5. Waterbrushes: The Pentel Aquash waterbrush was my first exposure to this innovative and convenient watercoloring tool. They are the perfect match for a set of fine watercolor pans, crayons, or pencils. Good tool choice for sketchcrawls. Try the Niji waterbrush with a flat head and a set of Pentel Aquash waterbrushes to determine which ones suit your personal sketching style best.
6. Brush Pens: Convenient tools that allow you to sketch with ink (cartridges) anywhere with the performance of a high quality synthetic brush (usually made with nylon filaments) eliminating the need to carry a cumbersome ink bottle and regular brushes. While there are many brush pens available, I think most users would be pleased with either of the two following options for their value and performance: The Pentel Pocket Brush Pen or the Kuretake No. 13 Fountain Hair Brush Pen loaded with waterproof Platinum ink cartridges. For fancier gift options, check out these sable hair brush pens.
7. Watercolor Kits: I often carry a tin set with 15 Caran D'Ache Neocolor II watersoluble crayons or a Derwent canvas wrap loaded with 36 Faber Castell Albrecht Durer watercolor pencils, for they make for fairly compact and versatile watercolor kits.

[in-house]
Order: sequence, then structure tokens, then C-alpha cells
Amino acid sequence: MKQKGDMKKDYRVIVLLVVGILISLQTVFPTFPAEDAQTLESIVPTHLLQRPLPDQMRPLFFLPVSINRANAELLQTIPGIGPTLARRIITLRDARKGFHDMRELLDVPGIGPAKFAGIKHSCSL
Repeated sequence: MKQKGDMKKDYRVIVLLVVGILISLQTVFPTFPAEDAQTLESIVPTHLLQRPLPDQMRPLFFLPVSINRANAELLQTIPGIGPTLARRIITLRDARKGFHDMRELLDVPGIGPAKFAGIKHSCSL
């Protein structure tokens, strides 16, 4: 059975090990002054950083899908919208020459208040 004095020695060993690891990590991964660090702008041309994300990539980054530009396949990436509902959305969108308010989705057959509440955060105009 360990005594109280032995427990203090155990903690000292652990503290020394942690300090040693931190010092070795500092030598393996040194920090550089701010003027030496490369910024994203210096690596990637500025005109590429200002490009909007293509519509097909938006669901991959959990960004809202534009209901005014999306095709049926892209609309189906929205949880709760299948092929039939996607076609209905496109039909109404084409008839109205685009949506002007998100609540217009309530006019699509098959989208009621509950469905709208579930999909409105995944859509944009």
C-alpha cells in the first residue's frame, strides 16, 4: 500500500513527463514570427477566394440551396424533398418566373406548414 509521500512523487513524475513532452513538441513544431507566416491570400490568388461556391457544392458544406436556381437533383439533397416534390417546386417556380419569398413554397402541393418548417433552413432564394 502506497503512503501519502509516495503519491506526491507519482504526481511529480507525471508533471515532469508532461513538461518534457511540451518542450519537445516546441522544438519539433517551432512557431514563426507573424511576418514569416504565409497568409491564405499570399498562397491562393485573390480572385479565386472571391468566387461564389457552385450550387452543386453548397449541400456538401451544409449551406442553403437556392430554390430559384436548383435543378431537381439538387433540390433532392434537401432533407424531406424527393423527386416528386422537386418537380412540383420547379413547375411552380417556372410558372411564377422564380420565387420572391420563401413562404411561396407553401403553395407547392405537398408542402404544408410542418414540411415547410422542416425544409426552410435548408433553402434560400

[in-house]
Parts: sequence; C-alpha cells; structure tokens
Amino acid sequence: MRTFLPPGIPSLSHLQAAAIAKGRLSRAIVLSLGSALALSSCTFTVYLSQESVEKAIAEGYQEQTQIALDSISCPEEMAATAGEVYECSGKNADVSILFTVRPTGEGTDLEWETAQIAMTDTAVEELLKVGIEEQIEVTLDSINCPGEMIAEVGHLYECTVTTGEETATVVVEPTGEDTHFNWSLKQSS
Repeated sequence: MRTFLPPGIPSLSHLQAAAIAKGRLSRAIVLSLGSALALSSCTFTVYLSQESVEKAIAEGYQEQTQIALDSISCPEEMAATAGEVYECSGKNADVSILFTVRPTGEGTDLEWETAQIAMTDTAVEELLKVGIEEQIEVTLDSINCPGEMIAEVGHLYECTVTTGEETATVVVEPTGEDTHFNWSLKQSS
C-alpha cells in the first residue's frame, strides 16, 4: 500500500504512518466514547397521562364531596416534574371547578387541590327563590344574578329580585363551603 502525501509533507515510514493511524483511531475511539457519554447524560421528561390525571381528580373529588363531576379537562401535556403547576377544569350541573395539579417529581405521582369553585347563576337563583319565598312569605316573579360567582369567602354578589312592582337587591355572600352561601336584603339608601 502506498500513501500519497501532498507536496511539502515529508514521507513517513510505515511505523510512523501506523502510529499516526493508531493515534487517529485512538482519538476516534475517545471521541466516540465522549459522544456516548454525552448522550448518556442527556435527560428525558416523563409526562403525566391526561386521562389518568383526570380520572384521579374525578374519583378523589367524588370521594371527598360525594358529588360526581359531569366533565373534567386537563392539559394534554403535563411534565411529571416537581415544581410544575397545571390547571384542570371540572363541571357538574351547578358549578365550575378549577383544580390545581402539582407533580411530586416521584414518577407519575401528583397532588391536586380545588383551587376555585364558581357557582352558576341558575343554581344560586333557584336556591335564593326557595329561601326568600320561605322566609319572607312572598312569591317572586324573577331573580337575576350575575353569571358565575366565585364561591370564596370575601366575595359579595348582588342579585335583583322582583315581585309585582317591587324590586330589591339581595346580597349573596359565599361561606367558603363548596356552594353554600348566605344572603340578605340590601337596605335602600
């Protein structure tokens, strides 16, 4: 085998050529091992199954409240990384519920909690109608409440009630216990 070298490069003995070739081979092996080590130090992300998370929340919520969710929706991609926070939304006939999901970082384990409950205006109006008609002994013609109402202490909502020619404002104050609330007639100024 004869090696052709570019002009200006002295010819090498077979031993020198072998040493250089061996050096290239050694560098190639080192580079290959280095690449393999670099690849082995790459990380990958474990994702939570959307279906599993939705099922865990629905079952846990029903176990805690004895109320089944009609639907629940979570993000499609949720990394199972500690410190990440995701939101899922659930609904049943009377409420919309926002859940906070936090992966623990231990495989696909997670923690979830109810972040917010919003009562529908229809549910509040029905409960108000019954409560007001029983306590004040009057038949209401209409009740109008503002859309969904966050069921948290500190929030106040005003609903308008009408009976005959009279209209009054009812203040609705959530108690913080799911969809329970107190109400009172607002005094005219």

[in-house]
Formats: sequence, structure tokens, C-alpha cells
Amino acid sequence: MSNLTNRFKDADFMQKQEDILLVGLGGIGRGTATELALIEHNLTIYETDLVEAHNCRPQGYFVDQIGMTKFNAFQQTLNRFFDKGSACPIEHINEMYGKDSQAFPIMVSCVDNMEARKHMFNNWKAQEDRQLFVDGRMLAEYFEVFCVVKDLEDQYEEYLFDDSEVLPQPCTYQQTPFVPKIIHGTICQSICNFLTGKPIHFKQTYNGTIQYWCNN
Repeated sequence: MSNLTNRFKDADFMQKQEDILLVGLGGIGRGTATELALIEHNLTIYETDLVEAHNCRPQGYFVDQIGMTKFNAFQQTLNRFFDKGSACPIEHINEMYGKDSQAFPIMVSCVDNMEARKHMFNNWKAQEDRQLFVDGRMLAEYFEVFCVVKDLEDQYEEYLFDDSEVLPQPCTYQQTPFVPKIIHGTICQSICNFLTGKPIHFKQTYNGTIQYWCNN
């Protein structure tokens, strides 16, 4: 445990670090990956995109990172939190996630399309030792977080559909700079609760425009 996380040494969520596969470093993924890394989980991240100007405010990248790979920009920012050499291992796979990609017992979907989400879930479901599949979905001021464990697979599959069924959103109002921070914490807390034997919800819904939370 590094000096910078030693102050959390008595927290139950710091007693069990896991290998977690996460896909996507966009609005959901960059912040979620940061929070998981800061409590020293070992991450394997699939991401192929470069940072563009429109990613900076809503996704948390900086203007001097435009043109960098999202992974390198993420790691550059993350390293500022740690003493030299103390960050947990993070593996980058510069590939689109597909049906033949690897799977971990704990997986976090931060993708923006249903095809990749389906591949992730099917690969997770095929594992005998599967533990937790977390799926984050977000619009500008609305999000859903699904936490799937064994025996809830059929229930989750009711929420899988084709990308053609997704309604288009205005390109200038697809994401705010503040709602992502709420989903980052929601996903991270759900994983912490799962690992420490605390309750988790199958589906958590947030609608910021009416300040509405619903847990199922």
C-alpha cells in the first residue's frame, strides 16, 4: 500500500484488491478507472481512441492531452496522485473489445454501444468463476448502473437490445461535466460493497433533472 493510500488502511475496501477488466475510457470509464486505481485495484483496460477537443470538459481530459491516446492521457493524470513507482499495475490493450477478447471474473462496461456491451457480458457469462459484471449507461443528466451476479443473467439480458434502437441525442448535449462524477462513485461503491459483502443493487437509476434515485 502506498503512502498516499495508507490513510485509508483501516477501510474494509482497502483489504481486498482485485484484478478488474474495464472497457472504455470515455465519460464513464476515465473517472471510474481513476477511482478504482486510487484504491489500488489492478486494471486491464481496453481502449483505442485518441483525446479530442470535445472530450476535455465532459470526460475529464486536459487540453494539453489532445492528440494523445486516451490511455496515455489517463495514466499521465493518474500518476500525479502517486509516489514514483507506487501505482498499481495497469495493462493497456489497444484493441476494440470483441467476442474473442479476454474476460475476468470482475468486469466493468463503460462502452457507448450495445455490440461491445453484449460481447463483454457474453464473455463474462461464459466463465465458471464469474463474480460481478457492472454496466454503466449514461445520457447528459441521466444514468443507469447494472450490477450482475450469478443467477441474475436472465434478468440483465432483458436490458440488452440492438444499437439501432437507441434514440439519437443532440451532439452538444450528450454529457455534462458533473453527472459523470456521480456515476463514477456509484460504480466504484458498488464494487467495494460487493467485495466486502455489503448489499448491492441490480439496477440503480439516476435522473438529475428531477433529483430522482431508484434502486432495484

8. Pencil Cases: While they are fine presents on their own right, they make even better presents if loaded with a few of the other sketching tool options listed on this post. I own several to keep different supplies organized. I like the convenience of having multiple sketching kits ready for different occasions and environments. I use the orange-grey Kokuyo NeoCritz Transformer Pencil Case to store an assortment of premium pencils (this model is particularly useful for its ability to stand upright like a pencil cup anywhere). This khaki Nomadic PE-10 Tri-Fold Pencil Case functions as my studio organizer for a variety of mechanical pencils, leadholders, and pens.
9. Sketchbooks: Always a good gift choice to encourage the recipients to continue to explore their creativity and develop their artistic skills throughout the following year. While there are many choices and styles available, perhaps a French fine art paper sketchbook might make for a pleasant surprise. In the past few months I was able to try a variety of Rhodia and Clairefontaine papers, and I was quite pleased with their quality and performance. I would recommend trying out a blank Rhodia pad for brainstorming and random doodling and the Exacompta Sketch Book for experimenting with a variety of media.